The first step to understanding your long term disability benefits is to obtain a copy of your insurance policy. The policy is a contract that sets forth, among other things:
If you bought your disability insurance from an agent, broker, financial institution, or directly from an insurance company, you can request a copy of your policy from whoever sold it to you. If you do not remember how you purchased the policy, look for your most recent premium invoice. Call the customer service number or mail a written request for a copy of your policy to the address on your bill. The insurance company may charge a small fee to mail you a copy.
The vast majority of working adults in the US have group long term disability coverage through their employer or union. If you received yours as part of your employee benefit plan and your policy is governed by the Employee Retirement Income Security Act of 1974 ("ERISA"), then you have the right to receive a free copy of your policy. ERISA § 104(b)(4), 29 U.S.C. § 1024(b)(4) states, "The administrator shall, upon written request of any participant or beneficiary, furnish a copy of the latest updated summary, plan description, and the latest annual report, any terminal report, the bargaining agreement, trust agreement, contract, or other instruments under which the plan is established or operated."
If you are already disabled and have filed a claim, then look for the name and address of the person or company administering your long term disability benefits. Usually, this will be an insurance company.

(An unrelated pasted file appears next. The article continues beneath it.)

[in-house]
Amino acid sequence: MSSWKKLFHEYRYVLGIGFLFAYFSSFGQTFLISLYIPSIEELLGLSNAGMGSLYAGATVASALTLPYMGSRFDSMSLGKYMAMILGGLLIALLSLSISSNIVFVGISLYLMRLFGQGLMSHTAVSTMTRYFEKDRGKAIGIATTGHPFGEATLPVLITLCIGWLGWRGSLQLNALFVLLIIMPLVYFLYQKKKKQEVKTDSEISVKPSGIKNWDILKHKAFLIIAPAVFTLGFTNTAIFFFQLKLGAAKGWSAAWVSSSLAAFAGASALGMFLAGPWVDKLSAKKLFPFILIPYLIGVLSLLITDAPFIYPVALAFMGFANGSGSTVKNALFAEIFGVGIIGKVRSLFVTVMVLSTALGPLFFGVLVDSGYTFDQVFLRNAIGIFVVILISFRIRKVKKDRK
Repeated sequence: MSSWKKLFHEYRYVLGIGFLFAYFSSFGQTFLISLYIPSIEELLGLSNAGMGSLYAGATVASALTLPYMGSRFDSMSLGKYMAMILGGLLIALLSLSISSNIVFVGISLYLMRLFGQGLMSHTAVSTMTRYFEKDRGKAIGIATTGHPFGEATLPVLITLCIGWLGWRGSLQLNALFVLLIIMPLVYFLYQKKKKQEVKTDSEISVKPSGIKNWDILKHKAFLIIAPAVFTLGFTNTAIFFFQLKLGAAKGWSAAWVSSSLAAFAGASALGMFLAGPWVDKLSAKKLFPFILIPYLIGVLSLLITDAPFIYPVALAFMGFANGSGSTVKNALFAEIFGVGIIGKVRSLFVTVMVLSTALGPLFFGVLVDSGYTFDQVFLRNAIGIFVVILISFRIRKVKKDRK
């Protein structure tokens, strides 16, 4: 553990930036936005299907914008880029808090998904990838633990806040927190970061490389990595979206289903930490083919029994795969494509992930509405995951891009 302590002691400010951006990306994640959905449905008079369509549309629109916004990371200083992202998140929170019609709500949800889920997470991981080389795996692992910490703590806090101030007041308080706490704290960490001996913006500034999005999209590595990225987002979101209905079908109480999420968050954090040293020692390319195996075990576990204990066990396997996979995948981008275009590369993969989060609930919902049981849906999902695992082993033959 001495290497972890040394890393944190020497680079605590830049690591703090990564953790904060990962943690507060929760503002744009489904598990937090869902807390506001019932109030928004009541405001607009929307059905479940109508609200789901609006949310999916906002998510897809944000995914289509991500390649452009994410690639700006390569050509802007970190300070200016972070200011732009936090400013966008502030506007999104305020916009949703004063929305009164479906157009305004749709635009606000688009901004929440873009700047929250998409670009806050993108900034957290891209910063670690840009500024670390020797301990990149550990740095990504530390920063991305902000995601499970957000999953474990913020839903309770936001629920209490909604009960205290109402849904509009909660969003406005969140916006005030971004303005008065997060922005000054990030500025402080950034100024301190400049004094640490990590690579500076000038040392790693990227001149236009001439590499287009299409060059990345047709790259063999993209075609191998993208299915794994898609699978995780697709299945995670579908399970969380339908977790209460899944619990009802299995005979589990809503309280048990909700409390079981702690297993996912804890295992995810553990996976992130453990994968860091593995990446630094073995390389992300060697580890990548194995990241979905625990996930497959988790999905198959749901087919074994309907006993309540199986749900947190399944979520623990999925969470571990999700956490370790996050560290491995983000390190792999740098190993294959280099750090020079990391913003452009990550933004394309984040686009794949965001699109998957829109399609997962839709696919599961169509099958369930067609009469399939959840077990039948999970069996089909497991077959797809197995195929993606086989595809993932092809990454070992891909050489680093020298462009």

Write a letter to the insurance company requesting a copy of the long term disability policy in effect as of the date you became disabled. Employer-sponsored benefits can change every year, so make sure you specify the date of your disability in your request.
Keep a copy of your letter and proof of the date you mailed it. Most people send this request via certified mail. ERISA § 502(c), 29 U.S.C. § 1132(c) provides penalties for a plan administrator's refusal to supply required information within 30 days.
If you have not yet filed a claim, your best bet is to ask your employer or union representative for a copy of the policy.
Insurance policies are notoriously difficult to read. If you decide to tackle this task yourself, be sure to read the entire document. Remember, "the big print giveth, the small print taketh away." If you need help interpreting your long term disability policy, consult an experienced long term disability lawyer. The best disability lawyers will offer free policy analysis and free initial consultations.